Presently a lot of controversy surrounds embryonic stem cells. This subject has been in the news frequently during recent times.
The advances in stem cell research were listed as one of the most significant health related stories in the past 25 years by CNN, second only to the complete mapping of the human genome.
To have a presidential address to the American nation, solely for the purpose of addressing the issue of stem cell research, is very much out of the ordinary. The jury is, however, still out on the use of embryonic stem cells for regaining health, because of the moral and ethical debate surrounding this issue.
Embryonic stem cells are extracted from the blastula, the very early embryo, that have an exceptional ability to duplicate in vitro, that is in a test tube, and to become cells of almost any tissue.
Stem cells are found in human embryos, but are in fact also found in adult tissue.
Every human body, from the moment of birth, contains adult stem cells. These can be thought of as “master” cells. Until very recently, it was believed that adult stem cells could only become blood cells, bone and connective tissue. Research over the past 5 years have revealed that these cells have capabilities similar to embryonic stem cells.
Adult stem cell are most abundantly found in bone marrow. They circulate and function to replace dysfunctional cells, thus fulfilling the natural process of maintaining optimal health.
Why then, do we hear so much in the news about embryonic stem cells, and very little about adult stem cells?
The first embryonic stem cells were grown in vitro, in a petri dish, in the mid 1990s. Rapidly, scientists were successful at growing them for many generations and to trigger their differentiation into virtually any kind of cells, i.e. brain cells, heart cells, liver cells, bone cells, pancreatic cells, etc.
When scientists tried growing adult stem cells, the endeavour was met with less success, as these cells were difficult to grow in vitro for more than a few generations. This led to the idea that embryonic stem cells have more potential than the adult cells. In addition, the ethical concerns linked to the use of embryonic stem cells have led to a disproportionate representation of embryonic stem cells in the media.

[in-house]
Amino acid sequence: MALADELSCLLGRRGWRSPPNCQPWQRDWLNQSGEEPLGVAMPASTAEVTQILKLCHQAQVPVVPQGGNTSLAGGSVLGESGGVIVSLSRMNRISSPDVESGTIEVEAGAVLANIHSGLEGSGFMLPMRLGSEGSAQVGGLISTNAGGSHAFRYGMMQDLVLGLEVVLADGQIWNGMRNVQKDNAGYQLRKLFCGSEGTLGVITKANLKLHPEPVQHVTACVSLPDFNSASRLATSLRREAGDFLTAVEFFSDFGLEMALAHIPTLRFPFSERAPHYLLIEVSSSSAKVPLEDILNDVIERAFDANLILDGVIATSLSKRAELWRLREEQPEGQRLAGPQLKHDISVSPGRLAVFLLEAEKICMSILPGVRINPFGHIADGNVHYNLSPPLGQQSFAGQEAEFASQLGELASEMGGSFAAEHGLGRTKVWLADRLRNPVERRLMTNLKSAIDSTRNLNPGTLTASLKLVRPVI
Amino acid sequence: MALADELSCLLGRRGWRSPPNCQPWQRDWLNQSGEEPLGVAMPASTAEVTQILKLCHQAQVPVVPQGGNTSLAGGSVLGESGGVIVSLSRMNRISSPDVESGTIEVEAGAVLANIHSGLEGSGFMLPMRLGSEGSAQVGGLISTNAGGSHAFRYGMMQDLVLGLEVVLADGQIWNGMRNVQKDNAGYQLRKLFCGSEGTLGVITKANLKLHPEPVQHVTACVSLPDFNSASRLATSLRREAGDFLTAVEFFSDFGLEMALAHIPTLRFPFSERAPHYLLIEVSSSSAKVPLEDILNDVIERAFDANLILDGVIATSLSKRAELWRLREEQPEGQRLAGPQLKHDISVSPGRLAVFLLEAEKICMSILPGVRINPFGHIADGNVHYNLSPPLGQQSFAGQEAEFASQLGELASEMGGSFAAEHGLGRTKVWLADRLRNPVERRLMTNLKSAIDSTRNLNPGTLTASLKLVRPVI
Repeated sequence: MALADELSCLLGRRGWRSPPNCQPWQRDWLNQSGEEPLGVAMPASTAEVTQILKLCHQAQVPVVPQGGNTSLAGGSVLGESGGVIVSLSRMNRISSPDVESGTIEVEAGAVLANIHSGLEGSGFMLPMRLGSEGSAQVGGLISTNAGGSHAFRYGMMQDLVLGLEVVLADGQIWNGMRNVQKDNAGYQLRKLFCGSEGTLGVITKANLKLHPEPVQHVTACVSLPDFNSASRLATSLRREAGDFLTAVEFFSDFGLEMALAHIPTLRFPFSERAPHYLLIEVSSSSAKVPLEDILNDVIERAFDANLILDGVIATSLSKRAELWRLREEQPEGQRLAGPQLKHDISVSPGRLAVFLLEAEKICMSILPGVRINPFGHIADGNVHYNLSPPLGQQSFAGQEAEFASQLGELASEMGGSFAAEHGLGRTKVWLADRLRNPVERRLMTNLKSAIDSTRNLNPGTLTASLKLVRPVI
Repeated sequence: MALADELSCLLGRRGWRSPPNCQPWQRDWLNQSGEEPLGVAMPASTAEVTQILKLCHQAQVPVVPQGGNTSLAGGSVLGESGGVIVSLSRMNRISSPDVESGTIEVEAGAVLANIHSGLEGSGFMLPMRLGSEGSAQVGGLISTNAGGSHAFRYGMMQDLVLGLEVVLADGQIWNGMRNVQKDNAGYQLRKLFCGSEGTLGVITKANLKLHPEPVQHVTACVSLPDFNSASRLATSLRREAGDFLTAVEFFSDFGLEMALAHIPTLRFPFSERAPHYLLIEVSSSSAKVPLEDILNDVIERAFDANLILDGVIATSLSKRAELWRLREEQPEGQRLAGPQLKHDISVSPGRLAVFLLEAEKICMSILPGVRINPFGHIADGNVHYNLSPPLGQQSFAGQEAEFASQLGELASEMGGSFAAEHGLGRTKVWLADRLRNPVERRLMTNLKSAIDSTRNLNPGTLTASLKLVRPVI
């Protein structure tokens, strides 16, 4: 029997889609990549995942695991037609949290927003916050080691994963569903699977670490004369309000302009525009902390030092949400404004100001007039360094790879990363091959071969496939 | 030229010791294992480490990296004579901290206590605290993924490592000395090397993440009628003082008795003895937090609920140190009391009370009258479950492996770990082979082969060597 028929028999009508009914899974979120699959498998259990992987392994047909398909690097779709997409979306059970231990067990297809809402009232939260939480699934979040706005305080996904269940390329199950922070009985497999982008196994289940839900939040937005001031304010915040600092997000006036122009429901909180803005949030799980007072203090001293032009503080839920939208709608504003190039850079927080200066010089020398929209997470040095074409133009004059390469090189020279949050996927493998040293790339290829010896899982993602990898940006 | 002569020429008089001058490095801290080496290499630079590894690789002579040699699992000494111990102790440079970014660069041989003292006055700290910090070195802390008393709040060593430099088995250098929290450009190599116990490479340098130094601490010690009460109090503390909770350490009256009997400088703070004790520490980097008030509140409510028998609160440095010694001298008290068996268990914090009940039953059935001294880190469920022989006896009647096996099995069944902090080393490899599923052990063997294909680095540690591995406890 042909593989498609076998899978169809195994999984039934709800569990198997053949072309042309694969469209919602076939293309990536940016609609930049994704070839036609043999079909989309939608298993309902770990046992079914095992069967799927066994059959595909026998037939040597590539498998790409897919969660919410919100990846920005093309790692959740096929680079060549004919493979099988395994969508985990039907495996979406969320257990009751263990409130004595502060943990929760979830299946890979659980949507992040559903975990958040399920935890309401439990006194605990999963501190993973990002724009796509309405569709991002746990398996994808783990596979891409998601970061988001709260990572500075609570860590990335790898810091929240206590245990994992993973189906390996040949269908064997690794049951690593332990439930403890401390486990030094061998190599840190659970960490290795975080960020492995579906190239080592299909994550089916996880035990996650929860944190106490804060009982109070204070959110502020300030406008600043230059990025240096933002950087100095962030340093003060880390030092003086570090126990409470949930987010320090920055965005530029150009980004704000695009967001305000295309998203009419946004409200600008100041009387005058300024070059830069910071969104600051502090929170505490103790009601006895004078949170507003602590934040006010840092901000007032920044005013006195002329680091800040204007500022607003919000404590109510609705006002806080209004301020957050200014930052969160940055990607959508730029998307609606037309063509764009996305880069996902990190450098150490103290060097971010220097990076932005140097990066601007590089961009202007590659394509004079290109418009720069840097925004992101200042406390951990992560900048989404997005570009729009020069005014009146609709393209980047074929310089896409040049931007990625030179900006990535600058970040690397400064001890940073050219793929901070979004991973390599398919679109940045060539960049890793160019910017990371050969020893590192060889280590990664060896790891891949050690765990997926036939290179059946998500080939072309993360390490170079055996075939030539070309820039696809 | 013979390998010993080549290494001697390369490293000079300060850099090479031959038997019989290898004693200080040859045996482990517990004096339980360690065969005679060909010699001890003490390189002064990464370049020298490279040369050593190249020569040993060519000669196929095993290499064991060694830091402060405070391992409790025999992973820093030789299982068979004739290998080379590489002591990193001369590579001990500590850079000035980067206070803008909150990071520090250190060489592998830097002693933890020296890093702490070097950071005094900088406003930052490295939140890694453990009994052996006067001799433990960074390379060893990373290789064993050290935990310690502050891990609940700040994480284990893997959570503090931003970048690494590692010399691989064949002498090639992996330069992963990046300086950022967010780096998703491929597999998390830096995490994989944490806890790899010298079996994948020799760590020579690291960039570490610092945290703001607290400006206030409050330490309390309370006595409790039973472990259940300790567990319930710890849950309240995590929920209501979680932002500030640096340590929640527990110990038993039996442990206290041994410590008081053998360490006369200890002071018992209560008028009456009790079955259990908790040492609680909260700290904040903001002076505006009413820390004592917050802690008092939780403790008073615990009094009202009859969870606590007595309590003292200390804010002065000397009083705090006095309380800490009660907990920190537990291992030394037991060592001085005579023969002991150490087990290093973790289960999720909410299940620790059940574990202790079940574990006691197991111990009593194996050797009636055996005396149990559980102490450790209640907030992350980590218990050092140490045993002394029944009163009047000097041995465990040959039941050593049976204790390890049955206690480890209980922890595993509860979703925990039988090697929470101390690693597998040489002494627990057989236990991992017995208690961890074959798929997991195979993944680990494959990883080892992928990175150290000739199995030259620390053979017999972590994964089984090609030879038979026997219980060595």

Recent developments have established that adult stem cells are comparable to embryonic stem cells in the human body, not in the test tube.
The Stem Cell Theory of Renewal constitutes a new paradigm in health sciences. The theory proposes that stem cells are naturally released by the bone marrow, and travel via the bloodstream toward tissues to promote the body’s natural process of renewal. When an organ is subjected to a process that requires renewal, such as the natural aging process, this organ releases compounds that trigger the release of stem cells from the bone marrow. The organ also releases compounds that attract the stem cells to this organ.
The released stem cells then follow the concentration gradient of these compounds and leave the blood circulation to migrate to the organ where they proliferate and differentiate into cells of this organ, supporting the natural process of renewal.
A new category of revolutionary products called “stem cell enhancers” is now available. This type of supplement supports stem cell functions in the body.
The first product of this kind is a patented blend of two botanical components extracted from Aphanizomenon flos-aqua(AFA), a blue-green algae. This supplement is made of 100% natural AFA extracts, with no additional additives – no sugar, yeast, soy, dairy, corn, wheat gluten, artificial flavours, artificial colours or preservatives.
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